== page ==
Lauren Schmitz received a pilot project award from the USC/UCLA Center on Biodemography and Population Health (P30AG017265) for the study “Early Life Adversity Associations with Later Life Epigenetic Profiles: The Multi-Ethnic Study of Atherosclerosis (MESA).”
Epigenetic clocks have been widely used to predict disease risk in multiple tissues or cells. Their success as a measure of biological aging has prompted research on the connection between social adversity and epigenetic pathways of aging across the life course. However, when examining childhood adversity, many studies have used parental education or occupation to measure childhood disadvantage and/or have not examined the long reach of socio-emotional or physical abuse or trauma on epigenetic profiles at older ages.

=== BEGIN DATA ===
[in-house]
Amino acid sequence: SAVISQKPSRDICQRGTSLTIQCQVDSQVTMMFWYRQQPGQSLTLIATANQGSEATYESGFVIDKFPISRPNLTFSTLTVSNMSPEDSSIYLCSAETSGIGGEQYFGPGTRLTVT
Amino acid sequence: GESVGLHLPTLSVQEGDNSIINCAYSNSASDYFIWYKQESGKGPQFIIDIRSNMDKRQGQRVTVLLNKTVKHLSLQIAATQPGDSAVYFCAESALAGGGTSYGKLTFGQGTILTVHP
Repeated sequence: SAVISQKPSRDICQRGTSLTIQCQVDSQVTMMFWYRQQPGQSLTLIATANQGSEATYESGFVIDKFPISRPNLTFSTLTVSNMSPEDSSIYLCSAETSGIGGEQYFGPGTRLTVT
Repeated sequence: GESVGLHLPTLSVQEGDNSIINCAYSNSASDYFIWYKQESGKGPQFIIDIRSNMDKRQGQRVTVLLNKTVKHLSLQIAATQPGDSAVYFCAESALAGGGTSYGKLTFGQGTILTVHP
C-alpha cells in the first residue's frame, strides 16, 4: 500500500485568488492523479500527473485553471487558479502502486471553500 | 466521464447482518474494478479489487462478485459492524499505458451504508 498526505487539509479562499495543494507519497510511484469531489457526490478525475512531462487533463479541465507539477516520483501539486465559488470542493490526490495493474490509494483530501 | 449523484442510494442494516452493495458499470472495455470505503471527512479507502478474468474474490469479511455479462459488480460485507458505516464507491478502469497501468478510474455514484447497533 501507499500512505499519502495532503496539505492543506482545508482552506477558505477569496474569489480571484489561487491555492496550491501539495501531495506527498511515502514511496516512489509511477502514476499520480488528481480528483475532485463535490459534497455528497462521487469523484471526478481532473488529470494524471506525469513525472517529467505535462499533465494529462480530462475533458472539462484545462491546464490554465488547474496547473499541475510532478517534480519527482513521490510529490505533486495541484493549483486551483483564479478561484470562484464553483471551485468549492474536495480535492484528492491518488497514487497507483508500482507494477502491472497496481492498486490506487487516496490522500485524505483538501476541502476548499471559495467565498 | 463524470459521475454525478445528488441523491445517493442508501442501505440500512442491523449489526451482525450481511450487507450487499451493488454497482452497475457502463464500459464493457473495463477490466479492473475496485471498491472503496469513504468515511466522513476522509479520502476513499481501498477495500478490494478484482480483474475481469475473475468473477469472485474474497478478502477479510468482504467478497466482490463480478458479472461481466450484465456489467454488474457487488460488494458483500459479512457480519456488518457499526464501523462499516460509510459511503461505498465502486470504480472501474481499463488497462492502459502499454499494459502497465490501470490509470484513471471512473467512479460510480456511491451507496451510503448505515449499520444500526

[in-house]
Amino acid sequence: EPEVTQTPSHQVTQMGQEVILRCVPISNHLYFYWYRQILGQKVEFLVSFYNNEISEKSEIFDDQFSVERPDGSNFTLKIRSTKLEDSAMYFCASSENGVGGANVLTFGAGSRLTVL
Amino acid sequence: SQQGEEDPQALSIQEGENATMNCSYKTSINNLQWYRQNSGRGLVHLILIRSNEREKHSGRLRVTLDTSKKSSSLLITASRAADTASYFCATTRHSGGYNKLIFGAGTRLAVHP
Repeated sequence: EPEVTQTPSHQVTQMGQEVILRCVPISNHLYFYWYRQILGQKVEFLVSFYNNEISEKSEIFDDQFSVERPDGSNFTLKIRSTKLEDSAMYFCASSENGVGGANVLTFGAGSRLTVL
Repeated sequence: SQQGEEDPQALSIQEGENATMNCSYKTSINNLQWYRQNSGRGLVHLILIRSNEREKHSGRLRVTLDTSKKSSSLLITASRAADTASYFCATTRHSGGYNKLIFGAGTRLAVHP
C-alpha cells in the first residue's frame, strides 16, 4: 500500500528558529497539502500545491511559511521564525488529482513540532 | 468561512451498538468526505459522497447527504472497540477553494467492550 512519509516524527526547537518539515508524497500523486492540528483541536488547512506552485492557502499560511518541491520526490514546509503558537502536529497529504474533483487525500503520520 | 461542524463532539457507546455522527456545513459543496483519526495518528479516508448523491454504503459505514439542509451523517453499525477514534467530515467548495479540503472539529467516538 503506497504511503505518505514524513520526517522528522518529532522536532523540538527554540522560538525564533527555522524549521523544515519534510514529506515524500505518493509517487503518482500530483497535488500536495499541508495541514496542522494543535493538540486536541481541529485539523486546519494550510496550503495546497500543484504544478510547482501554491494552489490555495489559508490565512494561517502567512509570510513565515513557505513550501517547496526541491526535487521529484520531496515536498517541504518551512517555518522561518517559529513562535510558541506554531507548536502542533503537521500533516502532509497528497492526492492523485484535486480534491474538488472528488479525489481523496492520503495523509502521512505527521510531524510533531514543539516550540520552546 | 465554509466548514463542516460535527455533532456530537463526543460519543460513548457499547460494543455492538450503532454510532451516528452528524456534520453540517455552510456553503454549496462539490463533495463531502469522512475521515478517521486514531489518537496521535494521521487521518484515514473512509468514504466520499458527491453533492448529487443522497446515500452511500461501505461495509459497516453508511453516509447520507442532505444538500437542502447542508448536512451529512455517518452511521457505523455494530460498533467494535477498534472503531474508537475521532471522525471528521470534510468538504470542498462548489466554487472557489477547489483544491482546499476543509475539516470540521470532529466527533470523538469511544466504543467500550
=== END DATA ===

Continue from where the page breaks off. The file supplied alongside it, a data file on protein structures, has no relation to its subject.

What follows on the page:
For her new project, Schmitz and co-author Teresa Seeman will leverage new data from the Multi-Ethnic Study of Atherosclerosis (MESA) on socio-emotional and physical adverse experiences in participants’ lives before the age of 18 to examine whether greater exposure to early life adversity in childhood is associated with adult epigenetic profiles that are indicative of accelerated biological aging.
According to Schmitz, a better understanding of the relationship between early life adversity and epigenetic aging may lend insight into the specific social and behavioral mechanisms that influence differences in health and disease across older adult populations.